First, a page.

Written By Jason Voorhees
We here at Philly Rock Radio certainly hope that our loyal listeners have enjoyed our latest showcase of "Top Album Lists." During each segment, our favorite band's albums are rated and ranked from worst to first.
Of course, we had to start with the forefathers of heavy metal in Black Sabbath. We then tackled the British legend, Def Leppard, for the sophomore piece. As mentioned...If our listeners want us to feature a specific band, feel free to speak up or give us a shout-out.
In any event...
The next band up on this carousel is Van Halen. And when it comes to VH...which side of the ride you find yourself on depends on whether you prefer the David Lee Roth flavor or the Sammy Hagar variety. This is a debate that is not quickly settled and harbors many layers.
I have always preferred the Sammy Hagar led version of the band. With that being said, I have always maintained an objective mindset and admiration for the Diamond Dave era. Both versions have produced many excellent albums, which will make the task of ranking them that much more challenging.
Van Halen's catalog remains one of the most unrivaled in hard rock/heavy metal history in large part to the man on the ax...Mr. Eddie Van Halen.
When your band employs a guitar God, you simply cannot go wrong. The band has released twelve albums in total, so two will be left off of this list. Nonetheless, there will be some difficult decisions, but we are definitely up for the challenge. So get your popcorn ready, crank up the volume, pull up a chair, and prepare yourselves for the Top Ten VH albums of all-time...
10. Diver Down (1982)
Often mislabeled a "cover album," this release often gets negative publicity. Eddie Van Halen himself was angry that the album's production was rushed to get released by the label. Although this is far from their best effort, Diver Down does have a lot of positive energy. Even though the album is cut in half by covers...those covers are pretty damn good! "Where have all the Good Times Gone," "(Oh) Pretty Woman," and "Dancing in the Street" are all gold-standard pieces of art. And the original material is equally good as well. While the album lacks the rest of their catalog's star power, it does not warrant leaving it off the top ten list. If this album had not been rushed, there is no telling where it could have landed. So dive in and get down with this classic.
9. Balance (1995)
The final release of the Sammy Hagar era saw the band at the height of their maturity. While the tensions and relationships were tumultuous at best, the band was able to focus, and the result was another #1 on the US Billboard Top 200. Balance saw the band take a deep dive regarding a shift in topics and themes from what fans had grown accustomed to. The album also employed a fair amount of ballads, something die-hard fans remained unhappy with. Nonetheless, the band was able to release another top-notch record that has stood the test of time. Mainstream radio loved the album, which regularly played "Can't Stop Loving You" and "Don't Tell Me What Love Can Do." But the real gems were hidden like "Take Me Back (Deja Vu)," "Not Enough," and "Feelin."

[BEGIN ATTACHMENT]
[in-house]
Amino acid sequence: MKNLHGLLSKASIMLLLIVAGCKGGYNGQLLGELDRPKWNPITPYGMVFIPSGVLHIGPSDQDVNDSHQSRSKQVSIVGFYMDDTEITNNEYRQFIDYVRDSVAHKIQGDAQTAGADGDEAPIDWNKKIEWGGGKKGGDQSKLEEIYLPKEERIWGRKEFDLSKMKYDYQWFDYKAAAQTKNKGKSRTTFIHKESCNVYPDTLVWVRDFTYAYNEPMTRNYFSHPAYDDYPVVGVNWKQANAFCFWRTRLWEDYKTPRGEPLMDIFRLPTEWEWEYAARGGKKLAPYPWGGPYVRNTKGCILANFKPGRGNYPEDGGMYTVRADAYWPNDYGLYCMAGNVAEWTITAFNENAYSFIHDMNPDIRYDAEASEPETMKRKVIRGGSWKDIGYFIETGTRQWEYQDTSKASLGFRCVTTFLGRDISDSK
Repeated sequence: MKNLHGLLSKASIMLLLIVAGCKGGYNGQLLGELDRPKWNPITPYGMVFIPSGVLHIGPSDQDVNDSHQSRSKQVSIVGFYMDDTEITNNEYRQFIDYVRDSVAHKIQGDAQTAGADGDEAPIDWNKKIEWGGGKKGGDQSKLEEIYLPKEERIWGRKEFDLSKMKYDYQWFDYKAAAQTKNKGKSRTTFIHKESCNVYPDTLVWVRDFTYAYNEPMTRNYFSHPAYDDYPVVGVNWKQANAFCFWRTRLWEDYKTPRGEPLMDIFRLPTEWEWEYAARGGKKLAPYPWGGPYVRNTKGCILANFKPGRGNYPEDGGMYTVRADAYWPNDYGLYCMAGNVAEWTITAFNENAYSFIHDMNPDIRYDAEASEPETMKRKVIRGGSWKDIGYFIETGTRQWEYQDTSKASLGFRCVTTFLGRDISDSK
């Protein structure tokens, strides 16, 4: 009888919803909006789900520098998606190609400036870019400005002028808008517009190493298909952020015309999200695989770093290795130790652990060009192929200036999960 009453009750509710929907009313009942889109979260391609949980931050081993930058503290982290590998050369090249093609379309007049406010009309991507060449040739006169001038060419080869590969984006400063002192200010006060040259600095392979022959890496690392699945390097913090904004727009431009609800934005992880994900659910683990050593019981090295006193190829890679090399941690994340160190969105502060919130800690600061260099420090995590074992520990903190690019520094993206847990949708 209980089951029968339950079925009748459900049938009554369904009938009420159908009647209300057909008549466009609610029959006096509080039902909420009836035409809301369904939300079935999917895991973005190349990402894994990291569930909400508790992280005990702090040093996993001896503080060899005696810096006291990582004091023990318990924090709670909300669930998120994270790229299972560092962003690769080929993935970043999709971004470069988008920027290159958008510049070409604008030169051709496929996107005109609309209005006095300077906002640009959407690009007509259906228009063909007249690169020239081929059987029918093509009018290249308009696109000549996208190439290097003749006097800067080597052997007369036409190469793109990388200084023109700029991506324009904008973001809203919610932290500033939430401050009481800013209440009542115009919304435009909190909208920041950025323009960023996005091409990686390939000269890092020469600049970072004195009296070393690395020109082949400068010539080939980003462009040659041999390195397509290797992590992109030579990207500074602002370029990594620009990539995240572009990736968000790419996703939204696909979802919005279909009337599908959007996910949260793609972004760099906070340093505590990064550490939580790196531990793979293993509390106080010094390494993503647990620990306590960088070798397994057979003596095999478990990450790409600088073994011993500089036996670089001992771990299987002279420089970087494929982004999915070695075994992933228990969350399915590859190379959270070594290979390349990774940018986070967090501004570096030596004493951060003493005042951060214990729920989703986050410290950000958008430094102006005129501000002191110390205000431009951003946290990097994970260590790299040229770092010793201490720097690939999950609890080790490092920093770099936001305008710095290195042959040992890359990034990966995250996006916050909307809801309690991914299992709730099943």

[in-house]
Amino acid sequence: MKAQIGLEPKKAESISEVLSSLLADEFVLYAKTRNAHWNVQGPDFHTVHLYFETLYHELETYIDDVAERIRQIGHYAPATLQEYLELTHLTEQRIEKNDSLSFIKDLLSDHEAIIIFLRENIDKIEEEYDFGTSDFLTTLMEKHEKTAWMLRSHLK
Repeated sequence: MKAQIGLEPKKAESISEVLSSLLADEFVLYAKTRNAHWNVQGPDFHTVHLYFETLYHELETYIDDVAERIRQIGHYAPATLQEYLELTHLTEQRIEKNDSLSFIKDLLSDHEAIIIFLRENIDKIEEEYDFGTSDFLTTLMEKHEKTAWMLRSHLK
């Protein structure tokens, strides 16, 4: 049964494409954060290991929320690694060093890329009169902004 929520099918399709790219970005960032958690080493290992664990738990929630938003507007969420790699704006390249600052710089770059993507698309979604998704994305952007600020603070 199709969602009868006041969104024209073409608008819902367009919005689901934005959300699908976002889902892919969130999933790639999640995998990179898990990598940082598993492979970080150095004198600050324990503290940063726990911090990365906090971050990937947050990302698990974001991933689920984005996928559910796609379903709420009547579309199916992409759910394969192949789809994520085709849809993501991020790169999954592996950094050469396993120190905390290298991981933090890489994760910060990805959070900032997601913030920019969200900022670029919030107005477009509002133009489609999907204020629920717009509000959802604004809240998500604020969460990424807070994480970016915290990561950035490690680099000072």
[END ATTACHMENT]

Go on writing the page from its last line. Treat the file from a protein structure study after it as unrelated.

8. Women and Children First (1980)
This was Van Halen at their most raw. Full throttle rock and metal at its core. VH's third studio album charted at #6 on the US Billboard Top 200 and was their heaviest to date. One thing that truly stands out about this record is the band's shift from commercial popularity to an all out assault on the senses, and the results paid off. Timeless classics like "Everybody Wants Some" and "The Cradle Will Rock" are staples for any true Van Halen fan. I also think this was the album where David Lee Roth exploited his songwriting prowess and lyrical mastery. No two VH albums are alike, and this one was the next step in the band's rise to the top. A must own for VH enthusiasts and among the bands greatest of all-time.
7. OU812 (1988)
Welcome to the second installment of the Van Hagar catalog. The album would be hard-pressed to top the success of its predecessor, and rightfully so. And although this record did not have the same level of success, it was still a damn good record. In my opinion, this is the most diverse collection ever in the band's catalog. From the opening guitar riff on "Mine, all Mine" through the heart-pumping ballad screaming "When it's Love" to the bluesy ender "A Political Blues," the album has a fine mixture of style and content throughout. Plus, you can hear a focused man on a mission through Sammy's vocals. Another US Top 200 Billboard hit for the band; the record has since gone 4x platinum... a fantastic feat for a band that thought life was over after Dave.
6. For Unlawful Carnal Knowledge(1991)